Diets containing more saturated fats may lower stroke risks according to newly published prospective study.

So, in this study published in the Lancet, diets lower in carbohydrate and higher in fat, including saturated fat, were associated with a lower risk of cardiovascular disease, and diets higher in saturated fats in particular seemed to carry less risk of stroke.

Note that "high carbohydrate" in this study usually meant a diet containing mostly sugars and grains or flours. Fruits and vegetables were not considered to be high in carbohydrates compared to sugars and grains.

This study can be seen as yet another nail in the coffin of the old, now seeming quite incorrect "saturated fats bad, unsaturated fats good" dogma. When dietary components are broken down by animal type, beef and pork still seem to be less good for longevity than fish and poultry, though.

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ABSTRACT

Associations of fats and carbohydrate intake with cardiovascular disease and mortality in 18 countries from five continents (PURE): a prospective cohort study

Dr Mahshid Dehghan, PhD'Correspondence information about the author Dr Mahshid DehghanEmail the author Dr Mahshid Dehghan, Andrew Mente, PhD, Xiaohe Zhang, MSc, Sumathi Swaminathan, PhD, Prof Wei Li, PhD, Prof Viswanathan Mohan, MD, Romaina Iqbal, PhD, Prof Rajesh Kumar, MD, Edelweiss Wentzel-Viljoen, PhD, Prof Annika Rosengren, MD, Leela Itty Amma, MD, Prof Alvaro Avezum, MD, Jephat Chifamba, DPhil, Rafael Diaz, MD, Rasha Khatib, PhD, Prof Scott Lear, PhD, Prof Patricio Lopez-Jaramillo, MD, Xiaoyun Liu, PhD, Prof Rajeev Gupta, MD, Noushin Mohammadifard, PhD, Nan Gao, BSc, Aytekin Oguz, MD, Anis Safura Ramli, MD, Pamela Seron, PhD, Yi Sun, MSc, Prof Andrzej Szuba, MD, Lungiswa Tsolekile, MPH, Prof Andreas Wielgosz, MD, Rita Yusuf, PhD, Afzal Hussein Yusufali, MD, Prof Koon K Teo, MD, Sumathy Rangarajan, MSc, Gilles Dagenais, MD, Shrikant I Bangdiwala, PhD, Shofiqul Islam, MSc, Prof Sonia S Anand, Prof Salim Yusuf, DPhil on behalf of the show Prospective Urban Rural Epidemiology (PURE) study investigators

Published: 29 August 2017

DOI: http://dx.doi.org/10.1016/S0140-6736(17)32252-3 |

Background

The relationship between macronutrients and cardiovascular disease and mortality is controversial. Most available data are from European and North American populations where nutrition excess is more likely, so their applicability to other populations is unclear.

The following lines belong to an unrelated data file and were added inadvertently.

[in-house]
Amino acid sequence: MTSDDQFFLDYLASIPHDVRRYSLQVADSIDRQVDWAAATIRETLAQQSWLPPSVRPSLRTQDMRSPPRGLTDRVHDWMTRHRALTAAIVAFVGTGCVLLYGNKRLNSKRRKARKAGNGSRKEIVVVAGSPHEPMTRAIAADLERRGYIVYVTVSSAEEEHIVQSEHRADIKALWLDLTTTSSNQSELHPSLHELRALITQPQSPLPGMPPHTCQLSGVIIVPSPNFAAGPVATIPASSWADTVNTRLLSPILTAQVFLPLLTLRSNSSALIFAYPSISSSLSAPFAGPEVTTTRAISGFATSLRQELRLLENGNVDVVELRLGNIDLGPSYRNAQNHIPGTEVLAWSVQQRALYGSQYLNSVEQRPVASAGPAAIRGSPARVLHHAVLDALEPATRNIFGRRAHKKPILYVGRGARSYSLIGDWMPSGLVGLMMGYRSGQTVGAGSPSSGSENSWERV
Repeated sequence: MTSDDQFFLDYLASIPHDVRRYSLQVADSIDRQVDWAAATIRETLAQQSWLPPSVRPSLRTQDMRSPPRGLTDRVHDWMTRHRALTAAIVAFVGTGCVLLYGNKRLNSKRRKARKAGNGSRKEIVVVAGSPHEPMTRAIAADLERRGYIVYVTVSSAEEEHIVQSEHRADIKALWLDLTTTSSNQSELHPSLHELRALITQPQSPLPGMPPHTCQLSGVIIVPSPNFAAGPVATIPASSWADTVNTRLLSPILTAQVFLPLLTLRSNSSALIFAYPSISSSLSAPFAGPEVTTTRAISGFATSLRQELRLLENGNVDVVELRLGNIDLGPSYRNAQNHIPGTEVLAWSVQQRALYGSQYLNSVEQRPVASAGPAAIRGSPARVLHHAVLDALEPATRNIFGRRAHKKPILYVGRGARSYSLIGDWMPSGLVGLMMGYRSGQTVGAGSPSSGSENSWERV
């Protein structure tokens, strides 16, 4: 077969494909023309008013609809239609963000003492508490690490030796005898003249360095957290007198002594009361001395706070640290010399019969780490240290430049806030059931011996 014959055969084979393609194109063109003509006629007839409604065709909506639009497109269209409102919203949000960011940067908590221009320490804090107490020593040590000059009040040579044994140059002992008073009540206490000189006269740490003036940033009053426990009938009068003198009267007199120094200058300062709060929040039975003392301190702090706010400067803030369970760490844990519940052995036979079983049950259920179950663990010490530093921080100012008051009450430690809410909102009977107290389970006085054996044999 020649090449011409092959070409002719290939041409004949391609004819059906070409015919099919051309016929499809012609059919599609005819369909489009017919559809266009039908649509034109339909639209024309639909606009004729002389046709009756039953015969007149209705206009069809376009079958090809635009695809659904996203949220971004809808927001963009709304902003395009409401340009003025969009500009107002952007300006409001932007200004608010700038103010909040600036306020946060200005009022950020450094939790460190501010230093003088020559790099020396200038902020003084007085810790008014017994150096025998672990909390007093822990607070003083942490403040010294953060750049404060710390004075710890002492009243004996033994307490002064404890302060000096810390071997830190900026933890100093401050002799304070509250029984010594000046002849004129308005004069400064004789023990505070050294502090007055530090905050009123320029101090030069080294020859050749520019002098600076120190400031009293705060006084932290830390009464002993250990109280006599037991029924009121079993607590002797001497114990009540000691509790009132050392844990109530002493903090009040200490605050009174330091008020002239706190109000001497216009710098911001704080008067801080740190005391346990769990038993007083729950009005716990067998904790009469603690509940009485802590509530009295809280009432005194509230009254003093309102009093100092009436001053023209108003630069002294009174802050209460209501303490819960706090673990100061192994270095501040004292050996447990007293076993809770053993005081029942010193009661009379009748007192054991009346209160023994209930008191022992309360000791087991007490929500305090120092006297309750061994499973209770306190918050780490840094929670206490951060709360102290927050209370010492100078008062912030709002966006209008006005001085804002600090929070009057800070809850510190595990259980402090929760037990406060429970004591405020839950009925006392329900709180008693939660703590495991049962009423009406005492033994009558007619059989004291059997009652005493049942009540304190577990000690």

Methods

The Prospective Urban Rural Epidemiology (PURE) study is a large, epidemiological cohort study of individuals aged 35–70 years (enrolled between Jan 1, 2003, and March 31, 2013) in 18 countries with a median follow-up of 7·4 years (IQR 5·3–9·3). Dietary intake of 135 335 individuals was recorded using validated food frequency questionnaires. The primary outcomes were total mortality and major cardiovascular events (fatal cardiovascular disease, non-fatal myocardial infarction, stroke, and heart failure). Secondary outcomes were all myocardial infarctions, stroke, cardiovascular disease mortality, and non-cardiovascular disease mortality. Participants were categorised into quintiles of nutrient intake (carbohydrate, fats, and protein) based on percentage of energy provided by nutrients. We assessed the associations between consumption of carbohydrate, total fat, and each type of fat with cardiovascular disease and total mortality. We calculated hazard ratios (HRs) using a multivariable Cox frailty model with random intercepts to account for centre clustering.

Findings

During follow-up, we documented 5796 deaths and 4784 major cardiovascular disease events. Higher carbohydrate intake was associated with an increased risk of total mortality (highest [quintile 5] vs lowest quintile [quintile 1] category, HR 1·28 [95% CI 1·12–1·46], ptrend=0·0001) but not with the risk of cardiovascular disease or cardiovascular disease mortality. Intake of total fat and each type of fat was associated with lower risk of total mortality (quintile 5 vs quintile 1, total fat: HR 0·77 [95% CI 0·67–0·87], ptrend<0·0001; saturated fat, HR 0·86 [0·76–0·99], ptrend=0·0088; monounsaturated fat: HR 0·81 [0·71–0·92], ptrend<0·0001; and polyunsaturated fat: HR 0·80 [0·71–0·89], ptrend<0·0001). Higher saturated fat intake was associated with lower risk of stroke (quintile 5 vs quintile 1, HR 0·79 [95% CI 0·64–0·98], ptrend=0·0498). Total fat and saturated and unsaturated fats were not significantly associated with risk of myocardial infarction or cardiovascular disease mortality.

Interpretation

High carbohydrate intake was associated with higher risk of total mortality, whereas total fat and individual types of fat were related to lower total mortality. Total fat and types of fat were not associated with cardiovascular disease, myocardial infarction, or cardiovascular disease mortality, whereas saturated fat had an inverse association with stroke. Global dietary guidelines should be reconsidered in light of these findings.

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